index=_internal | fields name, gender | train name2gender from gender

Behind the scenes, this search builds a model, name2gender, which you can use in subsequent searches to predict missing or inaccurate gender from the name field. Once trained, you can use the model in subsequent searches to guess the suspect field:

index=_internal | guess name2gender into gender

SPL has basic predict, trendline and x11 commands to help with your prediction and trending computations.

For a example of how to use search to predict fields, download the Predict App from Splunkbase.

Use correlation

Finding associations and correlations between data fields, and operating on multiple search results, can provide powerful insights into your data. The following commands can be used to build correlation searches:

Search command Description
append Appends subsearch results to current results.
appendcols Appends the fields of the subsearch results to current results, first results to first result, second to second, etc.
appendpipe Appends the result of the subpipeline applied to the current result set to results.
arules Finds association rules between field values.
associate Identifies correlations between fields.
contingency Builds a contingency table for two fields.
correlate Calculates the correlation between different fields.
diff Returns the difference between two search results.
join SQL-like joining of results from the main results pipeline with the results from the subpipeline.
lookup Explicitly invokes field value lookups.
selfjoin Joins results with itself.
set Performs set operations (union, diff, intersect) on subsearches.
stats Provides statistics, grouped optionally by fields. See also, Functions for stats, chart, and timechart.
transaction Groups search results into transactions.

Use custom search commands

You can use the Splunk SDK for Python to extend the Splunk Enterprise search language. The GeneratingCommand class lets you query any data source, such as an external API, to generate events. The custom search command is deployed as a Splunk Enterprise application and invoked by piping events from the application into search. The general search command syntax is,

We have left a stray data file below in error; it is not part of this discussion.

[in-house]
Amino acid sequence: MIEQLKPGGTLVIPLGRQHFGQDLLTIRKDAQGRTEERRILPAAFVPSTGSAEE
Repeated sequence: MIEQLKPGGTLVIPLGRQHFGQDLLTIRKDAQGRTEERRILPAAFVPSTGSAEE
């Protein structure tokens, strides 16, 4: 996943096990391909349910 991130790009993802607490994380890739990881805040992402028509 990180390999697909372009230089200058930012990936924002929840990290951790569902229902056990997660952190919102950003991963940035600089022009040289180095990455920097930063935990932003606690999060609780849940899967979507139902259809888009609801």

| <customCommand> [[<parmameterName>=<parameterValue>] ...]

If your custom search queries an external API, you'll need credentials to access the API.

You need to implement the generate() function in your command, deriving from the GeneratingCommand class and adding logic that creates events and outputs the events to Splunk Enterprise. Be sure to install and run setup for the SDK. A template is provided with the SDK that you can use as a starting point for creating the new custom command. See the "Building custom search commands in Python part I - A simple Generating command" blog post for an example of how to create a new command starting from the template.

Like all apps, the custom search command must also reside in its own folder in the $SPLUNK_HOME/etc/apps folder. The yield line is where you specify your event:

yield {'_time': <timeValue>, 'event_no': <eventNumber>, '_raw': <eventData> }
  • _time. The event timestamp.
  • event_no. An example of a generated field, which is a field that can be selected in the field picker, this is the message count of the event.
  • _raw (optional). The event data.

Once you've implemented the custom search command, you can test it from the Python command line, passing the parameters your command expects and the data source:

python <customCommand>.py __EXECUTE__ <parameterName>=<parameterValue> < <dataSource>

A convenient data source for testing is a CSV file.

Troubleshoot your searches

A convenient way to test and troubleshoot your search string is to use the Search app. If you have a complex search with multiple piped segments, try removing pipe segments one at a time until you find the source of the error. Divide and conquer!

Another handy tool to use is the Search Job Inspector. It allows to:

  • Examine overall statistics of the search, events processed, results returned, and processing time
  • Determine how the search was processed
  • Troubleshoot a search's performance
  • Understand the impact of specific knowledge object processing, such as tags, event types, lookups and so on, within the search.

Here's an example of the execution costs for a search:

index=pas | dedup customer_name

The search commands component of the total execution costs might look something like this:

Note: You can inspect a search as long as it exists and has not expired even if it hasn't completed.

The component and everything under it, gives you the performance impact of the search command portion of your search, which is everything before the pipe character. The command.prededup gives you the performance impact of processing the results of the search command before passing it into the dedup command.

PERFTo evaluate performance, don't use results count over time. A more telling metric is the scan count over time. In the example above: resultsCount/time = 93 / 4.387 = 21.20 eps (events per second; scanCount/time = 65,507 / 4.387 ≈ 15K eps.

10-20K eps is considered to be good performance.